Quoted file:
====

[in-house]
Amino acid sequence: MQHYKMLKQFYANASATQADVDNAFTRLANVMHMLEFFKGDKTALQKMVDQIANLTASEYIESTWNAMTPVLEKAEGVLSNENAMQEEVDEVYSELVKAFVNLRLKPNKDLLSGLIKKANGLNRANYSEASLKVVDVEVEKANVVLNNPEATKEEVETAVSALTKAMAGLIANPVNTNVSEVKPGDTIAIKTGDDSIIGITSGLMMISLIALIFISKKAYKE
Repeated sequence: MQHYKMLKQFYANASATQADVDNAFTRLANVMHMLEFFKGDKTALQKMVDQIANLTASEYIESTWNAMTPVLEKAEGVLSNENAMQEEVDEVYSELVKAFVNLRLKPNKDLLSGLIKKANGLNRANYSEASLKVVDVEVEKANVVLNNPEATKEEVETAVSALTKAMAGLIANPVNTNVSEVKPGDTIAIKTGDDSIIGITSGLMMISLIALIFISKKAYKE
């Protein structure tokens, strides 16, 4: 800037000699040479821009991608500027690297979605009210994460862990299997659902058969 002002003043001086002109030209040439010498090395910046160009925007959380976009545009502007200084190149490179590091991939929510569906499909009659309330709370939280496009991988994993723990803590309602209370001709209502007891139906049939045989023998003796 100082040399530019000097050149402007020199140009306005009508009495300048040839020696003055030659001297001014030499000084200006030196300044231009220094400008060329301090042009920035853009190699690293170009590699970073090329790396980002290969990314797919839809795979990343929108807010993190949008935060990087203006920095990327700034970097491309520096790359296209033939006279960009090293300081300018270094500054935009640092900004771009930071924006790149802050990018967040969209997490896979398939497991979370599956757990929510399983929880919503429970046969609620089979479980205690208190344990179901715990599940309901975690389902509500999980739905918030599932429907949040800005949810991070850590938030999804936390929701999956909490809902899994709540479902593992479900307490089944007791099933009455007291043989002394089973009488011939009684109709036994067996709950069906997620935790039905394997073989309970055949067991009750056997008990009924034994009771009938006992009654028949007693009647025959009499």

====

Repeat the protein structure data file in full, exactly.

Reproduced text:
[in-house]
Amino acid sequence: MQHYKMLKQFYANASATQADVDNAFTRLANVMHMLEFFKGDKTALQKMVDQIANLTASEYIESTWNAMTPVLEKAEGVLSNENAMQEEVDEVYSELVKAFVNLRLKPNKDLLSGLIKKANGLNRANYSEASLKVVDVEVEKANVVLNNPEATKEEVETAVSALTKAMAGLIANPVNTNVSEVKPGDTIAIKTGDDSIIGITSGLMMISLIALIFISKKAYKE
Repeated sequence: MQHYKMLKQFYANASATQADVDNAFTRLANVMHMLEFFKGDKTALQKMVDQIANLTASEYIESTWNAMTPVLEKAEGVLSNENAMQEEVDEVYSELVKAFVNLRLKPNKDLLSGLIKKANGLNRANYSEASLKVVDVEVEKANVVLNNPEATKEEVETAVSALTKAMAGLIANPVNTNVSEVKPGDTIAIKTGDDSIIGITSGLMMISLIALIFISKKAYKE
């Protein structure tokens, strides 16, 4: 800037000699040479821009991608500027690297979605009210994460862990299997659902058969 002002003043001086002109030209040439010498090395910046160009925007959380976009545009502007200084190149490179590091991939929510569906499909009659309330709370939280496009991988994993723990803590309602209370001709209502007891139906049939045989023998003796 100082040399530019000097050149402007020199140009306005009508009495300048040839020696003055030659001297001014030499000084200006030196300044231009220094400008060329301090042009920035853009190699690293170009590699970073090329790396980002290969990314797919839809795979990343929108807010993190949008935060990087203006920095990327700034970097491309520096790359296209033939006279960009090293300081300018270094500054935009640092900004771009930071924006790149802050990018967040969209997490896979398939497991979370599956757990929510399983929880919503429970046969609620089979479980205690208190344990179901715990599940309901975690389902509500999980739905918030599932429907949040800005949810991070850590938030999804936390929701999956909490809902899994709540479902593992479900307490089944007791099933009455007291043989002394089973009488011939009684109709036994067996709950069906997620935790039905394997073989309970055949067991009750056997008990009924034994009771009938006992009654028949007693009647025959009499």